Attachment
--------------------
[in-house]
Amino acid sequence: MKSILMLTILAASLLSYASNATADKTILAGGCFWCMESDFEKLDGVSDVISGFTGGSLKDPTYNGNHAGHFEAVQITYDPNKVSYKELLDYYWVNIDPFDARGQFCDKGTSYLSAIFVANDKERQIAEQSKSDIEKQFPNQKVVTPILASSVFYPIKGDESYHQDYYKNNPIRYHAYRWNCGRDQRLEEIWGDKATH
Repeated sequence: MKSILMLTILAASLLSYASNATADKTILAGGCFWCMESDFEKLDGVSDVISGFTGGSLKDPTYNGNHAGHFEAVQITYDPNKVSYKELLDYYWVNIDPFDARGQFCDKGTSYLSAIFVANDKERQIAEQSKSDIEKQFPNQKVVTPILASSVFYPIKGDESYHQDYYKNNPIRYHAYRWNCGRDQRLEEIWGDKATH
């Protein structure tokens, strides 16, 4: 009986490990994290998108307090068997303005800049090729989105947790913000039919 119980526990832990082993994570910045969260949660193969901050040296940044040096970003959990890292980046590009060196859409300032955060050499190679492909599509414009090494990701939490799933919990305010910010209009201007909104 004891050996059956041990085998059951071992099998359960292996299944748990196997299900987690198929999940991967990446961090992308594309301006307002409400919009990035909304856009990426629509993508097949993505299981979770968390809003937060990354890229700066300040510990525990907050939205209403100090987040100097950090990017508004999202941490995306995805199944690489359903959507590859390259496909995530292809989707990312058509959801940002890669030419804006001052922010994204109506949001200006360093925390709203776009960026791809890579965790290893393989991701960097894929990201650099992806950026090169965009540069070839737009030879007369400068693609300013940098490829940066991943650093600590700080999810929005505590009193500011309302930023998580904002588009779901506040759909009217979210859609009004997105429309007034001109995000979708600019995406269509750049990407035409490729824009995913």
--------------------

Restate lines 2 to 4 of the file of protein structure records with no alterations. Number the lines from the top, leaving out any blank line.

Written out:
Amino acid sequence: MKSILMLTILAASLLSYASNATADKTILAGGCFWCMESDFEKLDGVSDVISGFTGGSLKDPTYNGNHAGHFEAVQITYDPNKVSYKELLDYYWVNIDPFDARGQFCDKGTSYLSAIFVANDKERQIAEQSKSDIEKQFPNQKVVTPILASSVFYPIKGDESYHQDYYKNNPIRYHAYRWNCGRDQRLEEIWGDKATH
Repeated sequence: MKSILMLTILAASLLSYASNATADKTILAGGCFWCMESDFEKLDGVSDVISGFTGGSLKDPTYNGNHAGHFEAVQITYDPNKVSYKELLDYYWVNIDPFDARGQFCDKGTSYLSAIFVANDKERQIAEQSKSDIEKQFPNQKVVTPILASSVFYPIKGDESYHQDYYKNNPIRYHAYRWNCGRDQRLEEIWGDKATH
């Protein structure tokens, strides 16, 4: 009986490990994290998108307090068997303005800049090729989105947790913000039919 119980526990832990082993994570910045969260949660193969901050040296940044040096970003959990890292980046590009060196859409300032955060050499190679492909599509414009090494990701939490799933919990305010910010209009201007909104 004891050996059956041990085998059951071992099998359960292996299944748990196997299900987690198929999940991967990446961090992308594309301006307002409400919009990035909304856009990426629509993508097949993505299981979770968390809003937060990354890229700066300040510990525990907050939205209403100090987040100097950090990017508004999202941490995306995805199944690489359903959507590859390259496909995530292809989707990312058509959801940002890669030419804006001052922010994204109506949001200006360093925390709203776009960026791809890579965790290893393989991701960097894929990201650099992806950026090169965009540069070839737009030879007369400068693609300013940098490829940066991943650093600590700080999810929005505590009193500011309302930023998580904002588009779901506040759909009217979210859609009004997105429309007034001109995000979708600019995406269509750049990407035409490729824009995913």